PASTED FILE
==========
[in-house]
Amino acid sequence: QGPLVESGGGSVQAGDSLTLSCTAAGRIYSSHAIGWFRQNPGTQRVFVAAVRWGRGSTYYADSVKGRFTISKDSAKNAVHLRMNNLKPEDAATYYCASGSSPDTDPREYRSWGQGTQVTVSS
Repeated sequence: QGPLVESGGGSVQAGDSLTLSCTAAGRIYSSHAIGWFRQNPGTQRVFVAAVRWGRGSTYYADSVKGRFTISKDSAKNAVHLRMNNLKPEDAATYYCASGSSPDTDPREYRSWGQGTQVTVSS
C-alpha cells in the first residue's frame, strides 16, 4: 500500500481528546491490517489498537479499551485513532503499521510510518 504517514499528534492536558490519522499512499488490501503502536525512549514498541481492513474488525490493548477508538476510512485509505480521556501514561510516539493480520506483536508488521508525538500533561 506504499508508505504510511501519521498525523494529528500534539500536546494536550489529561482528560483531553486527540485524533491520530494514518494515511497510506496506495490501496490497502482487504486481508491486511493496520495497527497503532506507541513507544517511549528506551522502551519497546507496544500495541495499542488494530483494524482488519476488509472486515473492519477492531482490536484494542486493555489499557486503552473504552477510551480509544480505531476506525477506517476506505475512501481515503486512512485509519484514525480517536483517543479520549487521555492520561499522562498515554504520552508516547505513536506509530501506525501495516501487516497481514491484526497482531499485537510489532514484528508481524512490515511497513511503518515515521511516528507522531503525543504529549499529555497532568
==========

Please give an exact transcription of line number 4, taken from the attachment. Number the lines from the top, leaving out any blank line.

C-alpha cells in the first residue's frame, strides 16, 4: 500500500481528546491490517489498537479499551485513532503499521510510518 504517514499528534492536558490519522499512499488490501503502536525512549514498541481492513474488525490493548477508538476510512485509505480521556501514561510516539493480520506483536508488521508525538500533561 506504499508508505504510511501519521498525523494529528500534539500536546494536550489529561482528560483531553486527540485524533491520530494514518494515511497510506496506495490501496490497502482487504486481508491486511493496520495497527497503532506507541513507544517511549528506551522502551519497546507496544500495541495499542488494530483494524482488519476488509472486515473492519477492531482490536484494542486493555489499557486503552473504552477510551480509544480505531476506525477506517476506505475512501481515503486512512485509519484514525480517536483517543479520549487521555492520561499522562498515554504520552508516547505513536506509530501506525501495516501487516497481514491484526497482531499485537510489532514484528508481524512490515511497513511503518515515521511516528507522531503525543504529549499529555497532568